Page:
There is nothing moral or just about the death penalty – certainly not the way it is implemented in America, and anyone who says otherwise is either deluding themselves or trying to get elected by appearing tough on crime. Take Troy Davis, for example, a 43-year-old black man from Georgia who has spent the past 20 years of his life on death row for allegedly shooting and killing a white off-duty police officer – a crime he very well may not have committed.
According to Amnesty International, the case against Davis consisted entirely of witness testimony, which contained inconsistencies even at the time of the trial. Since then, all but two of the state's non-police witnesses from the trial have recanted or contradicted their testimony. Many of these witnesses have stated in sworn affidavits that they were pressured or coerced by police into testifying or signing statements against Troy Davis. One of the two witnesses who has not recanted his testimony is Sylvester "Red" Coles – the principle alternative suspect, according to the defense, against whom there is new evidence implicating him as the gunman. Nine individuals have signed affidavits implicating Sylvester Coles.
Despite the fact that the case against Davis has largely fallen apart, the courts have not been inclined to grant Davis a new trial or evidentiary hearing. At a minimum, there's enough doubt as to Davis' guilt to commute his sentence. And even with prominent politicians and public officials such as former President Jimmy Carter, Pope Benedict XVI and Desmond Tutu lobbying on his behalf, Davis continues to languish on death row at a Georgia prison.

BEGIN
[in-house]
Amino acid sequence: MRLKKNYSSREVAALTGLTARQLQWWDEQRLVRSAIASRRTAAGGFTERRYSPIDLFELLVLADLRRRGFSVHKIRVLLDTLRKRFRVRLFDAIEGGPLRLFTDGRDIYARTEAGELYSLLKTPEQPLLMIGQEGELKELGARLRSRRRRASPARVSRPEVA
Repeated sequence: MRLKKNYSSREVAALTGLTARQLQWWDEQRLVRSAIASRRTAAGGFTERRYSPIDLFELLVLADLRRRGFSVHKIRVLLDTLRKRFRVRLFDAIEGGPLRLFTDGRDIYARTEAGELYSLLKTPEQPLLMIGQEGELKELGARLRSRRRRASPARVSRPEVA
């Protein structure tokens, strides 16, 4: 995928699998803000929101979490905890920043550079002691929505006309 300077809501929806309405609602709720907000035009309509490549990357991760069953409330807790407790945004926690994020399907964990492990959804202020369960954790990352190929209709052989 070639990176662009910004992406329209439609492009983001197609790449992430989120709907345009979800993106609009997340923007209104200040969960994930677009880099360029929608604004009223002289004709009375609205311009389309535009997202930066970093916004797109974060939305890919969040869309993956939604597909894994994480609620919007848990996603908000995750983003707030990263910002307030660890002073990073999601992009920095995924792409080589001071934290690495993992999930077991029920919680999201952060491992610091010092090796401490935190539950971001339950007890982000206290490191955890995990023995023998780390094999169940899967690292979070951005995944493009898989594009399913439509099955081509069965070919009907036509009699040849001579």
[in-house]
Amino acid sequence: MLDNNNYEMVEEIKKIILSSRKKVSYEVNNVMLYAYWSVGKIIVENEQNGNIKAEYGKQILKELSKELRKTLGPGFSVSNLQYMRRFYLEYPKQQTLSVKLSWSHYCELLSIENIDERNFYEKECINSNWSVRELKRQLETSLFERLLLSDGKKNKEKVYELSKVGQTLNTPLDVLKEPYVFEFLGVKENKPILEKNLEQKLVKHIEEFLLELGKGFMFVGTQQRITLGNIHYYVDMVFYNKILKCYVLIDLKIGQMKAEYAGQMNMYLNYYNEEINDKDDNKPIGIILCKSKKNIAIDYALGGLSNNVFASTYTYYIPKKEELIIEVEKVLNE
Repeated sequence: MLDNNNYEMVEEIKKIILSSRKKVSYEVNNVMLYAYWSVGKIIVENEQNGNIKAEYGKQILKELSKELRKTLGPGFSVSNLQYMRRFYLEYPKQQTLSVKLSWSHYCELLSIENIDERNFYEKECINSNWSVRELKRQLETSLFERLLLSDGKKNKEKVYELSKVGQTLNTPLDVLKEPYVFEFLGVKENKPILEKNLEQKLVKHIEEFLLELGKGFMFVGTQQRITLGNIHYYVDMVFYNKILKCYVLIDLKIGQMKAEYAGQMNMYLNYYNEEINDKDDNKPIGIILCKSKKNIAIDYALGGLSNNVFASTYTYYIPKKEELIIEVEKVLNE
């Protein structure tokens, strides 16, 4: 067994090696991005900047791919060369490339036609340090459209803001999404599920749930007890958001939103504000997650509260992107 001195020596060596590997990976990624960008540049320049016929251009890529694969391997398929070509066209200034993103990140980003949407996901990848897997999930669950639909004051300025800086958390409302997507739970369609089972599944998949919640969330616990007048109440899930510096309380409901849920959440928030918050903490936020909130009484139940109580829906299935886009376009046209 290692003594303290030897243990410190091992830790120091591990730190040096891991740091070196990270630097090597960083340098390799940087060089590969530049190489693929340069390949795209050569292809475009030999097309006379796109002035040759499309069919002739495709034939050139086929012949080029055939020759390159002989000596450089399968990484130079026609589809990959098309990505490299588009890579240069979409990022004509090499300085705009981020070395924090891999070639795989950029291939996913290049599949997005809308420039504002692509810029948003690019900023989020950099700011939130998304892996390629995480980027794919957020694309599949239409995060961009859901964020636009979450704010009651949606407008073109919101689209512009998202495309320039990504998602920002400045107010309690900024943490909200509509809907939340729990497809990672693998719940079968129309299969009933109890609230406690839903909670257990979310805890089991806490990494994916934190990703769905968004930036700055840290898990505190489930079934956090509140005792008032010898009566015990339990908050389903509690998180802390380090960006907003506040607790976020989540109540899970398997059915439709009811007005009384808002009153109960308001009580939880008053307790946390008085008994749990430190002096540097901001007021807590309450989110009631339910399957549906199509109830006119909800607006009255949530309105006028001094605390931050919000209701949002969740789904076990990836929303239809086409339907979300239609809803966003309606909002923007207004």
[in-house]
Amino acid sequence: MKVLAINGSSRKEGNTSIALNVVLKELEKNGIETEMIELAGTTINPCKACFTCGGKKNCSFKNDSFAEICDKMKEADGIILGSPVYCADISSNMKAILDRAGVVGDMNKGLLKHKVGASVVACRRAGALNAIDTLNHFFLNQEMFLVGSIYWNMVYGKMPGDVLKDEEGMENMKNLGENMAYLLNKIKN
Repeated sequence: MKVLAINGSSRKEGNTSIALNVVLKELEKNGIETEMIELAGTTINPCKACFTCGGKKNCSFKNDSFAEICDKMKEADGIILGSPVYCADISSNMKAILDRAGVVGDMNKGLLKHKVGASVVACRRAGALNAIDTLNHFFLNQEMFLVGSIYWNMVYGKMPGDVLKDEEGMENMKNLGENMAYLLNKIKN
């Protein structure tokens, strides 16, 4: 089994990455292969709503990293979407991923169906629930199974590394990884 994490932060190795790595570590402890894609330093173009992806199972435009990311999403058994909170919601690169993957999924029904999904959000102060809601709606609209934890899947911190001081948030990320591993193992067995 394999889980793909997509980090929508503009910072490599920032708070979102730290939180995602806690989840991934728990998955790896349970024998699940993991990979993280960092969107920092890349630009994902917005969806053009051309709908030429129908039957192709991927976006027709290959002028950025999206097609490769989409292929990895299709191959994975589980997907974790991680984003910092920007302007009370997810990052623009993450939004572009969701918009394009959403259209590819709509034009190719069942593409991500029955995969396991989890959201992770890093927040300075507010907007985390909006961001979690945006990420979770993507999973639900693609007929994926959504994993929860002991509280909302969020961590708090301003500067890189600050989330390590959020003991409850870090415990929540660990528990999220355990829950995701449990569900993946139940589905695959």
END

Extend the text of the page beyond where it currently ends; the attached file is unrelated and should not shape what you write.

Unfortunately, Davis' journey to death row and his impending execution are indicative of the many failings of the capital punishment system in America, a system sorely lacking in justice and riddled by racial prejudice and economic inequality, not to mention outright corruption.
As it now stands, America's Western allies have abolished the death penalty, leaving America as one of only three industrialized democracies still carrying out capital punishment. Internationally, the U.S. ranks fifth in terms of the number of prisoners put to death, putting America in such ill-esteemed company as the regimes of China, Iran, North Korea, and Yemen. In fact, Mahmoud Ahmadinejad, the president of Iran, wasted no time in pointing out the hypocrisy of the U.S. executing Teresa Lewis last year while criticizing Iran for stoning a woman convicted of adultery.
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John W. Whitehead is an author and constitutional attorney, who founded The Rutherford Institute in 1982. The Rutherford Institute is a civil liberties organization that provides free legal services to people whose constitutional and human rights have been threatened or violated. "When founding The Rutherford Institute, my goal was to create an organization that would defend people who were persecuted or oppressed without charging them for such services. The Rutherford Institute exists to ensure that people are treated fairly in the courts and are free to express themselves without fear."
Thanks, John, for permission to print this article.